Pinarello is joining the gravel bike party, rolling off the road with their all-new Grevil. Mixing a bit of the swoopy Italian lines that defined their road bikes with a more angular look, the dramatic styling here promises to isolate the fast gravel rider from the roughest of dirt and gravel roads.

2019 Pinarello Grevil+ 650b carbon gravel road bike

The Grevil is Pinarello’s first foray into gravel, mixing the high performance and aero features they developed on the road with the durability and bump absorption from CX & mountain bikes. The new Grevil is still meant to be a fast road bike, just no longer limited to smooth roads. So build one up with 700c wheels and 30-42mm tires for fast rolling and mile munching, or 650b up to 2.1″ wide to head further away from smooth surfaces.

Pinarello Grevil carbon gravel road bike – Tech Details

2019 Pinarello Grevil+ 650b carbon gravel road bike

The new Grevil adapts Pinarello’s Think Asymmetric concept, starting with the asymmetric downtube that offsets to counter drivetrain inputs towards the traditional threaded bottom bracket.

2019 Pinarello Grevil+ 650b carbon gravel road bike

Asymmetry continues to the rear end with a dropped driveside chainstay to make way for up to 2.1″ tires, while the non-driveside makes a straight line back to the flat mount disc brake inside the rear triangle. It even extends to the seatstays which also curve separately to meet the rear axle.

2019 Pinarello Grevil+ 650b carbon gravel road bike

 

The new carbon gravel bike uses thin, widely set fork legs and seatstays for smooth airflow over the top of the wheels, plus an internally concave downtube design that Pinarello says improves aerodynamics over a water bottle mounted in the frame.

2019 Pinarello Grevil+ 650b carbon gravel road bike

Up front the Grevil also gets a prominent ‘fork flap’ on the disc side to smooth airflow over the front caliper, much like was added to the Dogma F10.

The new Grevil has adaptable internal cable routing for 1x, 2x, mechanical & electronic drivetrains. It features a proprietary aero carbon seatpost, a 1.5″ tapered headtube, and a third set of bottle cage bosses under the downtube.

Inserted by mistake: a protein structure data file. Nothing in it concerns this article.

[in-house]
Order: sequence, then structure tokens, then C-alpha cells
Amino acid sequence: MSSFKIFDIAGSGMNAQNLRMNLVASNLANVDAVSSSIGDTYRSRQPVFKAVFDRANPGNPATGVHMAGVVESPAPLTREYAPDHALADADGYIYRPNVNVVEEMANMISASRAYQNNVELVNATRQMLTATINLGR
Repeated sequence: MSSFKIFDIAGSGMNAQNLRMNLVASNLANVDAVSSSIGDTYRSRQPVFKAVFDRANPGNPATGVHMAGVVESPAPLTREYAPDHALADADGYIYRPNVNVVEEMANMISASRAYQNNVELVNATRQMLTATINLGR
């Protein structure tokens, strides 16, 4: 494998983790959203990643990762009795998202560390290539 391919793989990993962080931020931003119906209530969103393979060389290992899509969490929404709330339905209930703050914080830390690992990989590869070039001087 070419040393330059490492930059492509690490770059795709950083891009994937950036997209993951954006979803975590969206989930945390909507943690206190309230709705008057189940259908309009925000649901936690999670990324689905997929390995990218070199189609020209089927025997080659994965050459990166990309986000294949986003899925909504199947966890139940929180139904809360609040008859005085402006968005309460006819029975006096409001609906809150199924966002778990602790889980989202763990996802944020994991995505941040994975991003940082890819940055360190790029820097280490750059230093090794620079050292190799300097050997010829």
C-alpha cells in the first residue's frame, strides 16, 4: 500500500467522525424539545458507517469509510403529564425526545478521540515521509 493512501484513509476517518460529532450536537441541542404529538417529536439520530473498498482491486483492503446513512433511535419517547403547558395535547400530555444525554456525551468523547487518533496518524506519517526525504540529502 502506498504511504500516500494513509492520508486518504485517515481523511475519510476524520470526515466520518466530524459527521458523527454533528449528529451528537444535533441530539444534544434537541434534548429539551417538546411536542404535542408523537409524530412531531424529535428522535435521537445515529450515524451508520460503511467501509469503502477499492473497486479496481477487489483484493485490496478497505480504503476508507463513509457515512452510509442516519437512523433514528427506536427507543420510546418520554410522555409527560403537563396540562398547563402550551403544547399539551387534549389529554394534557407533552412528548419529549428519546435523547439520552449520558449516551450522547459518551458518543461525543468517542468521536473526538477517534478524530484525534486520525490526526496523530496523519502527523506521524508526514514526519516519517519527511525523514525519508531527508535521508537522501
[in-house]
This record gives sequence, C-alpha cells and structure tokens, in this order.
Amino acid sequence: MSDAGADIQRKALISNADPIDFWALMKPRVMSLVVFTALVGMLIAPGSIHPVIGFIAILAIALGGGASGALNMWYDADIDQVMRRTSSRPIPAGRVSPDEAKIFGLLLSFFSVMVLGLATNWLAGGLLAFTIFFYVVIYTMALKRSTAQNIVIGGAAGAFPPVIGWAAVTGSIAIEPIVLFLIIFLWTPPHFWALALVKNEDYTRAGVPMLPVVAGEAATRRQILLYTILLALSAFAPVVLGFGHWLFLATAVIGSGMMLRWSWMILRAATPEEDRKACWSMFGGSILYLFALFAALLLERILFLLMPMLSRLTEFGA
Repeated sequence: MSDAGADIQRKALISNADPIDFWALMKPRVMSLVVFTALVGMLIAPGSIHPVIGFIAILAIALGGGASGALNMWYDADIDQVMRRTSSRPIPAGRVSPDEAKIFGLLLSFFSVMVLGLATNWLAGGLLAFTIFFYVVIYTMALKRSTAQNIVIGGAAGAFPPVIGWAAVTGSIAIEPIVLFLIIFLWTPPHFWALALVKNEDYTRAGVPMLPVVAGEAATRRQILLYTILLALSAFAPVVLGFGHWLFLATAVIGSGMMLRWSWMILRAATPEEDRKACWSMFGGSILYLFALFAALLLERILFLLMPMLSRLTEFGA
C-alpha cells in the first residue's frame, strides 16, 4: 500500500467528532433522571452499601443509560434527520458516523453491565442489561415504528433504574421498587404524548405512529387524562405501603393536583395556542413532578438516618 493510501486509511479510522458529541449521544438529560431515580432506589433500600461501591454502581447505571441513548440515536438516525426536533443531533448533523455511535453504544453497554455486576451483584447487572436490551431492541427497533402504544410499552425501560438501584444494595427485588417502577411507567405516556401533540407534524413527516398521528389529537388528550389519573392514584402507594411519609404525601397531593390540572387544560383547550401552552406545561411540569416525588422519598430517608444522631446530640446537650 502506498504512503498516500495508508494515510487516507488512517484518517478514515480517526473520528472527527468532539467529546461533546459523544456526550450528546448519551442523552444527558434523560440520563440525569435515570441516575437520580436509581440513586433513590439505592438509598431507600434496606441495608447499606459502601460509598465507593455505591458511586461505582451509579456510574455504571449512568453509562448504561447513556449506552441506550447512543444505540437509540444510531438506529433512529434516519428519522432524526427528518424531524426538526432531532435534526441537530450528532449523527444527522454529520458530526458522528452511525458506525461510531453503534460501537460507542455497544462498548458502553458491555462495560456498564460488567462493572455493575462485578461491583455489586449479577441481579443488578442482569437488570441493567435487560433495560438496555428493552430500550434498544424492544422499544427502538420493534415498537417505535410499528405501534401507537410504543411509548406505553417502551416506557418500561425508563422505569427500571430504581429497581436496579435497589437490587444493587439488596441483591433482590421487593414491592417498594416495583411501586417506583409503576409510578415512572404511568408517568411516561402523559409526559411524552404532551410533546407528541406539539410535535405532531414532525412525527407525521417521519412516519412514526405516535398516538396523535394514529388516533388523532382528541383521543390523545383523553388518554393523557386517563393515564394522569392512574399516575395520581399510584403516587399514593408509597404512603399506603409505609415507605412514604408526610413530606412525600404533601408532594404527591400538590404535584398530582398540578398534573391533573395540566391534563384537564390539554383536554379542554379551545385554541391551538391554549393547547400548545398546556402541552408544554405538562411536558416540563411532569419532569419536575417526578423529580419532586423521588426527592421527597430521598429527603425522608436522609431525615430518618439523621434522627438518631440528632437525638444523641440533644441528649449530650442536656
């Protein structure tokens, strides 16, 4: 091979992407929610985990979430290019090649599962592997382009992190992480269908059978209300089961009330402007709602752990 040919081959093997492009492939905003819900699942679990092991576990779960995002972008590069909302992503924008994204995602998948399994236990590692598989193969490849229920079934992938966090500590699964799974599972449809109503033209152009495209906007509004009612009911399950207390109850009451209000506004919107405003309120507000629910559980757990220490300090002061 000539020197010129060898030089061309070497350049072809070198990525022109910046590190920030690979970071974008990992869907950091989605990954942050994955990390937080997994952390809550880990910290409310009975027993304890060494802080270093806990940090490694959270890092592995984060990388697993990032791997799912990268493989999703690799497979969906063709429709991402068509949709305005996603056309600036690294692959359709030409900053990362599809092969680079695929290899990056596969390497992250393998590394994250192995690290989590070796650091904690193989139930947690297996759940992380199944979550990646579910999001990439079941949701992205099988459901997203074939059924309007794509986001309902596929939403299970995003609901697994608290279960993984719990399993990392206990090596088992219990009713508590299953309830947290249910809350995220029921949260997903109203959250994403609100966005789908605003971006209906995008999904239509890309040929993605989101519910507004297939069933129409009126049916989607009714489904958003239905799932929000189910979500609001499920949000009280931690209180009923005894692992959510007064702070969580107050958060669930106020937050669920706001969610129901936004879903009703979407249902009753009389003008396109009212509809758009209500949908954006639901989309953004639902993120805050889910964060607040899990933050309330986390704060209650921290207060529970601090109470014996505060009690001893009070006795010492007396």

Pinarello Grevil carbon gravel road bike – Dedicated Gravel Geometry

2019 Pinarello Grevil+ 650b carbon gravel road bike

Pinarello says they developed Dedicated Gravel Geometry for the new Grevil starting with a shorter & higher Stack & Reach than their standard road range, making the new bike more compact, more comfortable, and slightly more agile in tight, technical terrain. At the same time that many companies stretch out their gravel bike wheelbases, Pinarello also lengthened a bit to avoid slowing the overall road bike feel of the Grevil. Squeezing 420mm chainstays in with the Asymmetric rear, still allowed the dual wheel size possibilities in a quick handling bike for all road surfaces.

The bike is available in six standard frames sizes (44-59cm) and five color options.

Pinarello Grevil carbon gravel road bike – Spec & Availability

2019 Pinarello Grevil+ 650b carbon gravel road bike

The new Grevil will be available in two different frameset options. The standard Grevil uses a mid-to-high modulus T700  carbon frame construction and will be available as a complete bike only.

2019 Pinarello Grevil+ 650b carbon gravel road bike

Then a second Grevil+ gets the same design in a hi-mod T1100 ‘Dream’ carbon construction featuring something called ‘Nanoalloy Technology’.

Pinarello.com

28 COMMENTS